• There are varying reports as to the condition of the pumps. There is a flash flood emergency warning out for inner city New Orleans and there are reports the backup power could fail.
  • One major bridge has received structural damage. 
  • At least two hospitals have lost their roofs.
  • I-10 is completely closed due to debris. 
  • We don't know about casualties yet. 
The storm is finally starting to weaken. However, there will be the potential for deadly flooding all the way to New England

Note: I do not try to cover the news aspect of storms. That is well handled by Ginger Zee and others. This will be the last update for Sunday.

Forecast of DANGEROUS Inland Flooding

Camille-related flooding in Richmond, 1969

Serious Inland Flooding Risks
After 1969's Cat 5 Hurricane Camille, nearly as many were killed in flooding in the Middle Atlantic states as were by Camille's storm surge and winds. 

We may be looking at a repeat -- except, with modern meteorology, we have a chance to stop the deaths. The swath of red-orange-amber-yellow colors will see flooding. Please monitor your local meteorologists for updated information over the next few days. 

Three important points:
  • Note the 7+ inches forecasted over Pennsylvania and Maryland. Especially, given the mountains and the Keystone State's history of hurricane-related flood history, pay attention to the weather closely. 
  • From the Ohio River, south, most of the area already has very wet soil (map below) which will boost the flood potential. Darker blue = extremely wet.
  • There is serious flooding potential in Arizona due to the remains of Pacific Hurricane Nora. There is a lesser chance in western New Mexico and near the Four Corners.
The triple digit fatalities we had from flooding associated with Hurricanes Agnes and Camille do not need to recur. We can't stop the rain but we can certainly keep people out of harm's way and save lives.

Hurricane Ida Has Made Landfall

Radar 12:18pm CDT

As of noon, Hurricane Ida made landfall at Port Fourchon. Louisiana. It had sustained winds of 150 mph with a lowest pressure of 929 millibars -- a Cat 4 storm. Port Fourchon is a major energy center for our nation. 

Storm surge is forecasted to be up to 16 feet (!) which does not include tides and waves. Imagine being at the bottom of a sixteen foot deep swimming pool only with the water driven by hurricane-force winds. The destruction will be terrible.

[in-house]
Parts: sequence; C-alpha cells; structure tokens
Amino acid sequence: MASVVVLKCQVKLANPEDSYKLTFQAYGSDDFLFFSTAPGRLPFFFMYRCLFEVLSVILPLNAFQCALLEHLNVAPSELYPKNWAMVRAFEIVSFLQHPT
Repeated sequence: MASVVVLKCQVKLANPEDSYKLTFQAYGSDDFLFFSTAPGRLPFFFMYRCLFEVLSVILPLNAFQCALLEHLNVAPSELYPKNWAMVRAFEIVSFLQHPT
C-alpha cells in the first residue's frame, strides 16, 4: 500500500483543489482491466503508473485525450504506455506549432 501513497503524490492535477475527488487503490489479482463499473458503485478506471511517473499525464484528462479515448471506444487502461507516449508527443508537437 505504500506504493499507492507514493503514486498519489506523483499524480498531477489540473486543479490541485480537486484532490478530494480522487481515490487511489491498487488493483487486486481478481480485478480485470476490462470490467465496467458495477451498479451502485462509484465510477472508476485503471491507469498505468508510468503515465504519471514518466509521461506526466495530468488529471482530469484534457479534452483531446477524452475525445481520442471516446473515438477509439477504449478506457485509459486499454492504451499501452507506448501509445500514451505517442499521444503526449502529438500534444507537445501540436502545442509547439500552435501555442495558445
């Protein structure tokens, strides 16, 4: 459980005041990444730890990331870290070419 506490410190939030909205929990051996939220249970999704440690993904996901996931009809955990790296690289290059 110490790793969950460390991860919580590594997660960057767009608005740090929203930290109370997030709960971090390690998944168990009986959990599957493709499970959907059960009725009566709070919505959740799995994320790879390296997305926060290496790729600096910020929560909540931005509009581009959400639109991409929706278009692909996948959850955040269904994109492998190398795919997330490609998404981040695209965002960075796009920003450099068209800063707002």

Below is a map of forecast wind speeds. Click to enlarge. 
Catastrophic structural damage due to the combination of storm surge and wind will occur. Power outages will last for at least days; 250,000+ people are already without power. That number will rise drastically.

Over and above the storm surge will be freshwater flooding in the areas in orange or yellow. Some of the inland flooding could be life-threatening. Please monitor this situation. 

Below is the relative flash flood risk.

There is a high risk of tornadoes between now and 6am Monday in the area outlined below.
If you are in southeast Louisiana, you need to shelter as if it were a tornado until the storm passes or weakens. 

9:40am Sunday: Hurricane Ida Update

Ida is an upper Category 4 hurricane and still strengthening. It has a good chance of making it to Cat 5 intensity. 

Below is the radar at 9:34am. Catastrophic damage is likely between the two arrows as the still strengthening eye moves WNW then NW. Winds are 150 mph and the central pressure is down to 931 millibars. 

New Orlean is just above the center of the image. I have highlighted the area with sustained 100+ mph winds and have hatched the area with winds of of 140 mph or stronger. It continues to move to the northwest. As the National Hurricane Center puts it:

If you are in the path of Ida, you must shelter as you would for a tornado: Closet or bath in the center of the house. If you have a helmet of some type, wear it. 

Below is the map of the forecasted wind speeds.

There is a tornado watch outlined in red below.

Power is already out in southeast Louisiana and those numbers will rise.

Don't bother with a generator today. Once the storm has passed, follow the instructions to the letter. 

2:10am Sunday: Ida Has Reached Cat 4 Intensity

And, I believe there is a better than 50/50 chance it will reach Cat 5 intensity. 

201a Satellite still shows lightning (colored symbols) around the eye which means the storm is still intensifying. Wind speeds were 130 mph with a pressure of 949mb. 

The storm surge, so far, is higher than forecasted. Get away from the coast immediately! 

The radar presentation is very impressive at 206a.

Final Forecast of the Night for Hurricane Ida. 1:25am

Storm Surge Flooding Has Begun as Ida Approaches the Coast. Moderate flooding has been measured at Slidell. And, the surge is higher than forecast at this point. The high tide later this morning is 10:36am which will be very dangerous.

Here is the position of the eye on radar. It is moving northwest pretty much as forecast. The strongest winds are in the right (east) half of the eye. Here is the image at 12:44am.

Sustained winds are 115 mph and the pressure is down to 955 mb. The storm is forecast to continue to strengthen up until landfall. I believe the eye will make landfall during the late morning.